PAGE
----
Syntax: PRINT [(lun)] variable-list [,EXCP=statement-label | NOEXCP]
or: PRINT (lun,format) [,EXCP=statement-label | NOEXCP]
Discussion: The PRINT statement allows simple, unformatted output to a file or a device without necessarily having to reference a FORMAT statement, as well as formatted output using a FORMAT statement. When using a variable list if the logical unit number is omitted, the PRINT statement will print to logical unit number 0.
The variable-list is one or more variable names or constants, separated by semi-colons.
The rightmost character of a printed numeric field is reserved for a trailing sign. A decimal point is automatically inserted in the correct location. In the special case where numerics are declared as integers, the decimal point is not printed, but it appears as a blank to the left of the number.
String variables are displayed at their current length, which may or may not be the declared length.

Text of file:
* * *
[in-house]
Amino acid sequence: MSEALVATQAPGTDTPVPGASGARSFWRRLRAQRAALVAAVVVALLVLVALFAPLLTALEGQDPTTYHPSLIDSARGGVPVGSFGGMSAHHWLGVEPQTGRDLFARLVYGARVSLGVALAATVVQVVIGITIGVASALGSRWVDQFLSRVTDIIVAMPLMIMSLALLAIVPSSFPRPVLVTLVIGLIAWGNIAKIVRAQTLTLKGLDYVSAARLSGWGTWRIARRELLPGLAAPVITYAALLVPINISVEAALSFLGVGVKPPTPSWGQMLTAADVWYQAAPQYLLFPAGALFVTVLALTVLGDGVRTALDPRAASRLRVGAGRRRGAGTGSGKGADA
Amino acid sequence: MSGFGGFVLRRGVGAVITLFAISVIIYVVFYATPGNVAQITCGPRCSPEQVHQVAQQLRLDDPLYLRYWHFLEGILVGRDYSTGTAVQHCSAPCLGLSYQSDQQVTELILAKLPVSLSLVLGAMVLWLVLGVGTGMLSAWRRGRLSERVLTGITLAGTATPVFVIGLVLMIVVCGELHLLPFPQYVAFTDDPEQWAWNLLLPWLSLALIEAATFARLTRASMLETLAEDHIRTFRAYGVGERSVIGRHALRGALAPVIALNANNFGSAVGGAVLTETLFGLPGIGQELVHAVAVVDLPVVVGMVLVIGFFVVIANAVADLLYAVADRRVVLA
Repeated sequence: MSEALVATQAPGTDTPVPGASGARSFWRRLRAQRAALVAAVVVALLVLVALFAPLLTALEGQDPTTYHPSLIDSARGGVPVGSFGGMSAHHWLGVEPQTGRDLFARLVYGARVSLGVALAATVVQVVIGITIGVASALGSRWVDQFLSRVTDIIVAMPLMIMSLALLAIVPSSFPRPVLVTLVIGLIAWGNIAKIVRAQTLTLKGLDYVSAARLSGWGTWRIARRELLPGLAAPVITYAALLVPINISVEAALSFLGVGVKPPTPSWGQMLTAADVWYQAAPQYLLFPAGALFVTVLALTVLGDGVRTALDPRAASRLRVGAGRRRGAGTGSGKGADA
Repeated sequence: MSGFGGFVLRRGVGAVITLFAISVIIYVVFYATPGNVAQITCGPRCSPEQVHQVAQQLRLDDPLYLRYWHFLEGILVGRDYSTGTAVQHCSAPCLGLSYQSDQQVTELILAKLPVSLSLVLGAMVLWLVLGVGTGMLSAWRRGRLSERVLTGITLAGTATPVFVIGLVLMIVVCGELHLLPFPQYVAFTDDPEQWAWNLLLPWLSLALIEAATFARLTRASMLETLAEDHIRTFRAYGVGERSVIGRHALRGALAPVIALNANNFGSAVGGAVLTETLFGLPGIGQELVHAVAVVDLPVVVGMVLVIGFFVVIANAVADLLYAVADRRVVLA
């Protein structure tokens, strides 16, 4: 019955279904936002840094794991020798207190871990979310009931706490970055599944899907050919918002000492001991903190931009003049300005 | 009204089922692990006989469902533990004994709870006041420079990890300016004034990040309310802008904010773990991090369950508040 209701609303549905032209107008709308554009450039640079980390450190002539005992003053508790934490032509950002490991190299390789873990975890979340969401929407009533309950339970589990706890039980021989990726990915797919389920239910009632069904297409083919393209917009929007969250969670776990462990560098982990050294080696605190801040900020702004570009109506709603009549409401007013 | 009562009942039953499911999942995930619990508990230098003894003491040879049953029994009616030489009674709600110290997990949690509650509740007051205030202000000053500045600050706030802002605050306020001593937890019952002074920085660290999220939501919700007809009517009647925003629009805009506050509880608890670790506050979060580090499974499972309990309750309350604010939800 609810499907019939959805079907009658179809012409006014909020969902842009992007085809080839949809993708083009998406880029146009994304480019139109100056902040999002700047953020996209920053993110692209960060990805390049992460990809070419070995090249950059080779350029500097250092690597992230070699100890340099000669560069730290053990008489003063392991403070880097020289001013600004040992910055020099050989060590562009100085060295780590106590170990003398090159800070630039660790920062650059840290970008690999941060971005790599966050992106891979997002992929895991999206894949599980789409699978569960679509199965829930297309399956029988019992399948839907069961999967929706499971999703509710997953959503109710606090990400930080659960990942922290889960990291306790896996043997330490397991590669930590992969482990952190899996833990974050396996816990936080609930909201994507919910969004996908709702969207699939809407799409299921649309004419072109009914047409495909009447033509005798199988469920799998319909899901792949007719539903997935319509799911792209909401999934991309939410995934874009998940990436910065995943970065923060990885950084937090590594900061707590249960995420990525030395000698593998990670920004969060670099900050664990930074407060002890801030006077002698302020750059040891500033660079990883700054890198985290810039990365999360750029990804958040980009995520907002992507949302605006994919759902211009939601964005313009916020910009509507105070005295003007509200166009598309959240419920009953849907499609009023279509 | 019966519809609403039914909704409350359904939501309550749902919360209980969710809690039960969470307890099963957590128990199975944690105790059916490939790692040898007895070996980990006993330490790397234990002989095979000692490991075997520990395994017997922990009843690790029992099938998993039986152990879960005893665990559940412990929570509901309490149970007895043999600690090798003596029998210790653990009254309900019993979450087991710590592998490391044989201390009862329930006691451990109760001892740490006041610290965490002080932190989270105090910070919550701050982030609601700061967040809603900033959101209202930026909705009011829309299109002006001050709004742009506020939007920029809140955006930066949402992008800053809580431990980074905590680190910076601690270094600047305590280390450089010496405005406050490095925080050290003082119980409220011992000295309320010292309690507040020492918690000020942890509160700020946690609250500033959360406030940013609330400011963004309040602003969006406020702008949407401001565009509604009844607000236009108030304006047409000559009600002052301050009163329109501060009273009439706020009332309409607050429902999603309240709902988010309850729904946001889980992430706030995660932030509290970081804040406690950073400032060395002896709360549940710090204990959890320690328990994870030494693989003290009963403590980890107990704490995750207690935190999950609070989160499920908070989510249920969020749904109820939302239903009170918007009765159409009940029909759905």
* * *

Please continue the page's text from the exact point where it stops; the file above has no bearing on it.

The unformatted PRINT statement is primarily used for I/O device output, but it can be used for indexed sequential and keyed files.
Note: PRINT can also reference a FORMAT statement and functions the same as an unindexed WRITE statement. In this case, the syntax is:
PRINT (lun, format-statement-label) [,EXCP=statement number]
For more information, see the I/O Format Division.
Example 1: PRINT (0) (ET)
PRINT (0) "This is simple, unformatted printing."
The first PRINT statement sends the (ET) control code to the screen, which causes the display to "enter typewriter mode." The second PRINT statement displays a line of text on the screen.
Example 2: 1000 FORMAT (EN);(SB);"CUSTOMER FILE INQUIRY";etc.
This PRINT statement displays the control codes and text contained in the FORMAT statement.